A new study from the University of Utah confirms that substantial numbers of teens are sexting – sending and receiving explicit sexual images via cellphone. Though the behavior is widely studied, the potentially serious consequences of the practice led the researchers to more accurately measure how frequently teens are choosing to put themselves at risk in this fashion.
The study surveyed 1,130 undergraduate students about their experiences sexting in high school. Nearly 20 percent reported they had sent a nude photo of themselves to another via cellphone and 38 percent had received such a picture. Of the number who had received a sext, nearly one in five had forwarded the picture to someone else.
“The results are nearly identical to the findings from our 2013 study of high school students,” said Don Strassberg, professor of psychology at the University of Utah and lead author on both studies. “We believe the consistency reflects a valid estimate of the prevalence of teen sexting – and the numbers are considerable.”
Strassberg points out the risks of using a cellphone to send intimate messages goes well beyond that of sharing say, print photographs as a form of flirting.
“Nothing has changed in that realm – except that the technology makes it easy and thus, more vulnerable to misuse,” he said. “You lose control of the image the moment you push ‘send.’ From there the risks, which can be especially grave for teens, range from embarrassment and humiliation to unwanted sexual advances to cyberbullying and blackmail, and though rare, possibly to felony charges for pornography trafficking because they are minors.”
According to Strassberg, the results of the two sexting studies from his lab, as well as those from studies conducted across the U.S., demonstrate that sending naked selfies is not limited to former U.S. congressmen or Hollywood starlets, but is going on in high schools across the country and in significant numbers. This behavior continues, despite the potentially serious consequences that can occur when sexting goes wrong.
How the study was conducted
The research, published online in the journal Computers in Human Behavior, was conducted at the University of Utah over a three-year period. Participants were students enrolled in undergraduate psychology classes and queried about their experiences sexting during high school – after 2007, when it became more commonplace. Though the research was completed at a single, public institution, a quarter of the 1,130 students surveyed attended high school outside Utah, and 7 percent outside the United States, providing a measure of economic and geographic diversity.
In addition, the definition of “sext” used in the study was very specific – sending, receiving and forwarding sexually explicit cellphone photos that reveal genitals of either sex or female breasts. The specificity of the definition and study design were intended to overcome the methodological variety of other previous studies and draw more reliable conclusions about how widespread sexting is.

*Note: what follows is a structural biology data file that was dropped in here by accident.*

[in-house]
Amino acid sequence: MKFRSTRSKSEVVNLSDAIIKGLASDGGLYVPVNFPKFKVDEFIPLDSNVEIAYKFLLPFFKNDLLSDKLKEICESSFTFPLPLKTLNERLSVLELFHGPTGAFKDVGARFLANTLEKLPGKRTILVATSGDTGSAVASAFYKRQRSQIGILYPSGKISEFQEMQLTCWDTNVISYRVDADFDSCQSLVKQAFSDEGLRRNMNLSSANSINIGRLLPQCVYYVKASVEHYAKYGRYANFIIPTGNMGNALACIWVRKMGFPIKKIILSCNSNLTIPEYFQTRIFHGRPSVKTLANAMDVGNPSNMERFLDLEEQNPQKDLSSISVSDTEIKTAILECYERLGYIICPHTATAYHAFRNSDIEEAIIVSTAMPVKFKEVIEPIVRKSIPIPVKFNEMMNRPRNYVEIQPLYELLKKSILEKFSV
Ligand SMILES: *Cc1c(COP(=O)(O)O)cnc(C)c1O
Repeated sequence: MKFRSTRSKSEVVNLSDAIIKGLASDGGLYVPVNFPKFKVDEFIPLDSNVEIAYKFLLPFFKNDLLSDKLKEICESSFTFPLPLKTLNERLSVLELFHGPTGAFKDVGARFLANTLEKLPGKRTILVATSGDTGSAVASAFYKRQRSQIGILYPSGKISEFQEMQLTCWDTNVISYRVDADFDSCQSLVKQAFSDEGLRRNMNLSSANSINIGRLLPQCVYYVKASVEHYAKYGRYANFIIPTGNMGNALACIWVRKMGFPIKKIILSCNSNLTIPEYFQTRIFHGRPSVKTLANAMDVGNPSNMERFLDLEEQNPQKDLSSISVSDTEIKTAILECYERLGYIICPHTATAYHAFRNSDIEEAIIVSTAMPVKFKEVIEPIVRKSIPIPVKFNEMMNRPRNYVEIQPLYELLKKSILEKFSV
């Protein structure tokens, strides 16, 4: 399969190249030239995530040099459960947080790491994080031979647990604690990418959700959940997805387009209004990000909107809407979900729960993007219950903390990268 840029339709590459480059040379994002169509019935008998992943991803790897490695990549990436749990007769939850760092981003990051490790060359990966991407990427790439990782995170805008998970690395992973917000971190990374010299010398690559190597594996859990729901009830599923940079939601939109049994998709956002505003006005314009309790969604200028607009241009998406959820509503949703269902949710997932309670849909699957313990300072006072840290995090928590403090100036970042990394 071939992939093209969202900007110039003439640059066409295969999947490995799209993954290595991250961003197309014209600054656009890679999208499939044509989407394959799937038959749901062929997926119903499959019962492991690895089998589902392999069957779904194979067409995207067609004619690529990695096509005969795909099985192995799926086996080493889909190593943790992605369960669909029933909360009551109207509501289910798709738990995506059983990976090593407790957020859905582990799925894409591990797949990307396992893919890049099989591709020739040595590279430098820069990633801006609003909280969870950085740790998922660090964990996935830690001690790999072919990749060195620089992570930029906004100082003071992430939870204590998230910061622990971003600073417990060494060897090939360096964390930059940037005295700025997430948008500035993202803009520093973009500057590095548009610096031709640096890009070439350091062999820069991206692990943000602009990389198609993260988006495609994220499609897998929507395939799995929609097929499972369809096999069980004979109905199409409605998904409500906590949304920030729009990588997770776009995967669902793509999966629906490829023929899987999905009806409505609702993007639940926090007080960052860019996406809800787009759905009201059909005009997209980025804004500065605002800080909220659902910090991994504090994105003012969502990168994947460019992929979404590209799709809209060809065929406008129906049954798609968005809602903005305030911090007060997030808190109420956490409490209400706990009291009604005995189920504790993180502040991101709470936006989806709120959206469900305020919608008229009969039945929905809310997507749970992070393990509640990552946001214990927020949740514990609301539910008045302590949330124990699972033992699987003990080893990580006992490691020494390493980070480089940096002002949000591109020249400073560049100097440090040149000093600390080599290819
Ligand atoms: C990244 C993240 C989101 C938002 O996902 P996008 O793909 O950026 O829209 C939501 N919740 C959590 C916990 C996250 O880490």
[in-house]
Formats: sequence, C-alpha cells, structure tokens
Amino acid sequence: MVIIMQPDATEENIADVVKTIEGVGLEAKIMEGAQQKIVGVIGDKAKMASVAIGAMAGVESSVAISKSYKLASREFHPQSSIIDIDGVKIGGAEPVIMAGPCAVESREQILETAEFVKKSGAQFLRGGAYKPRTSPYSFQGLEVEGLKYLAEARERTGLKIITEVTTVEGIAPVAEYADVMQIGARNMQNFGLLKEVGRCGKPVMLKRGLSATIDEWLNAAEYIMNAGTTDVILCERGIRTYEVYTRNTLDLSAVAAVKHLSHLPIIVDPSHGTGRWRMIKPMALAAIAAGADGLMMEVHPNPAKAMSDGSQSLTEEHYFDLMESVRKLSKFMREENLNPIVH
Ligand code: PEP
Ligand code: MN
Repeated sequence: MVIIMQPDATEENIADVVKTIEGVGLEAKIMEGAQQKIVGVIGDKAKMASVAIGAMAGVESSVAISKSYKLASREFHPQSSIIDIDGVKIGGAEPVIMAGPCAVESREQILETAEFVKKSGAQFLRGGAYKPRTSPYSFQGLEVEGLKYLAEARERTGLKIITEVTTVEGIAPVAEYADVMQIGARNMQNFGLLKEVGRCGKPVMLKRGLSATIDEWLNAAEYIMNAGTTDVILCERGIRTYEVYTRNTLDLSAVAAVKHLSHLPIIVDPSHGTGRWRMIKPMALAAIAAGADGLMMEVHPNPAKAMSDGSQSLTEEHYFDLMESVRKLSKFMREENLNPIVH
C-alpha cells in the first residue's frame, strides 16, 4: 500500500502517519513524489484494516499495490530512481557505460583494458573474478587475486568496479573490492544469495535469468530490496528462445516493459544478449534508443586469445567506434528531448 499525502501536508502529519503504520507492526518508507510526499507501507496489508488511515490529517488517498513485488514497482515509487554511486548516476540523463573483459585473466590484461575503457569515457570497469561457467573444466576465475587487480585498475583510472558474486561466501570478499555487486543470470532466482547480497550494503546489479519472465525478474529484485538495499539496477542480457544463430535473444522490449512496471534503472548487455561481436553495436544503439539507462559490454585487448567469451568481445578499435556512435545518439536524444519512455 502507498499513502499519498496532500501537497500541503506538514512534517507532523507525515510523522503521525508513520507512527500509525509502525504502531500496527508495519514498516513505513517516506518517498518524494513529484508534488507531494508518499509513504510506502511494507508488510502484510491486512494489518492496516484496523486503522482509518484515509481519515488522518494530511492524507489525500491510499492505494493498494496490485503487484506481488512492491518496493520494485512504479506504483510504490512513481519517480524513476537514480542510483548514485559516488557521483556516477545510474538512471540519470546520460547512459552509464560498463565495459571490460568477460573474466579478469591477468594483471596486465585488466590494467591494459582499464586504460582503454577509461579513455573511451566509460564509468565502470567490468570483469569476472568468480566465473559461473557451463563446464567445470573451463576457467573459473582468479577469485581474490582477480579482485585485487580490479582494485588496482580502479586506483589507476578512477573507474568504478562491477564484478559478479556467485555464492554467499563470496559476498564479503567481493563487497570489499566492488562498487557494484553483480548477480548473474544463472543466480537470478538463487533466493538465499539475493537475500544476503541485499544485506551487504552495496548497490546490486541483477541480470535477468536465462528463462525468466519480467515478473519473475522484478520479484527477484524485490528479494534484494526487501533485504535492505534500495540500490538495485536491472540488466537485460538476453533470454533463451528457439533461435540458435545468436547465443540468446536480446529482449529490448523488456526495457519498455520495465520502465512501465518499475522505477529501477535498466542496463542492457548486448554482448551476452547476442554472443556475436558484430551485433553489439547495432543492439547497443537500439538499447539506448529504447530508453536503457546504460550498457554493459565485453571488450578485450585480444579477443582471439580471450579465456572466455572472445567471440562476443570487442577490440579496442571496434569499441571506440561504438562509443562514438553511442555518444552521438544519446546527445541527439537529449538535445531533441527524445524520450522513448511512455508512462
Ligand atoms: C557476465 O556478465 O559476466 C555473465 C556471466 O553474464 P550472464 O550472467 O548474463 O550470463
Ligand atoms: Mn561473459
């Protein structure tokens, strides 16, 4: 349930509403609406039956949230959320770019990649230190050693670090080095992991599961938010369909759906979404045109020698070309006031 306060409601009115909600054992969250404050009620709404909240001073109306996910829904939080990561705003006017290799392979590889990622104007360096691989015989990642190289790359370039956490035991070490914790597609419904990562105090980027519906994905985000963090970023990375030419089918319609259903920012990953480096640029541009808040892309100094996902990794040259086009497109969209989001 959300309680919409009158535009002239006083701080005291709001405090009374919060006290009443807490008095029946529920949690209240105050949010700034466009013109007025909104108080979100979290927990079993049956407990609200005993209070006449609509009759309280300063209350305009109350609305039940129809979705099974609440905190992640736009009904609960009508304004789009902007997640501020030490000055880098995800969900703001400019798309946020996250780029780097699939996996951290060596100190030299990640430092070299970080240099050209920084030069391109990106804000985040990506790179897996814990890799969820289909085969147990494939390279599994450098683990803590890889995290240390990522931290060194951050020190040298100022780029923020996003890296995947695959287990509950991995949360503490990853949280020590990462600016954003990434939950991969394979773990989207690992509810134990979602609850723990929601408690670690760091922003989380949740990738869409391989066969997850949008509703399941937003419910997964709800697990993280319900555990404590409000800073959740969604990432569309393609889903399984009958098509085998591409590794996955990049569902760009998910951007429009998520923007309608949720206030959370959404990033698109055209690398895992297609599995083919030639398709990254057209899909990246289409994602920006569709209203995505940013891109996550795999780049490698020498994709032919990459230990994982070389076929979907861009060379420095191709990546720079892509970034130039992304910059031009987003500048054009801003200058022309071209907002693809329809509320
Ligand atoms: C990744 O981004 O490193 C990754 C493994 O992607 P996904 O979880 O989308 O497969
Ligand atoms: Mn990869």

“Sexting is far from a rare occurrence,” said Strassberg, “and the ability of a recipient to forward on a sext to others can be problematic, especially for young women who share an explicit photo. Because once a sext has been sent, the sender has no control over who, or how many, will eventually see that picture. Other than the adolescent mentality that overestimates benefits over risks, we don’t yet know why teens are choosing to put themselves at risk.”
And although men and women both sext, there are striking differences between the sexes. Equal numbers of men and women reported that they had sent a sext, but significantly more men than women said they had received a sext – 47.1 percent of males versus 32.1 percent of females. That may be in large part because of the participants who had received a sext, men were significantly more likely to have forwarded the picture than were women, 24.2 percent versus 13 percent.
Who gets sexts? Mostly “boyfriend/girlfriends,” although women indicated that as the target 83 percent of the time, while for men it was 55 percent. Men sent sexts to “a friend (not a boyfriend/girlfriend)” 31 percent of the time versus 15 percent for the women in the survey. Strikingly, men said they sexted “someone I wanted to date or hook up with” (12 percent) or “an acquaintance I just met” (2.4 percent), while women did neither. Strassberg concludes that these differences, which are all statistically significant, are consistent with findings that men have more positive attitudes toward casual sex than do women.
Researchers also looked at the role of religiosity in a teen’s sexting behavior. Participants were asked to rate the importance of religion in their lives on a five-point scale from “extremely important” to “not at all important.” Those describing religion as extremely important were far less likely to have sent a sext than others, only 4.6 percent for males and 6.9 percent for females. The same difference between those rating religion as extremely important and others held for those having received a sext – only 10.8 percent for males and 10.7 for females – even though they have less control over receiving than sending.
Strassberg concludes that there are still a number of important questions about teen sexting that need reliable answers before adults can decide how – or even if – they should respond to the popular phenomenon. Further study is warranted to better understand teen motives, get a clearer sense of their appreciation of possible consequences of sexting and whether sexting increases or decreases initiation of physical sexual interaction, among other issues.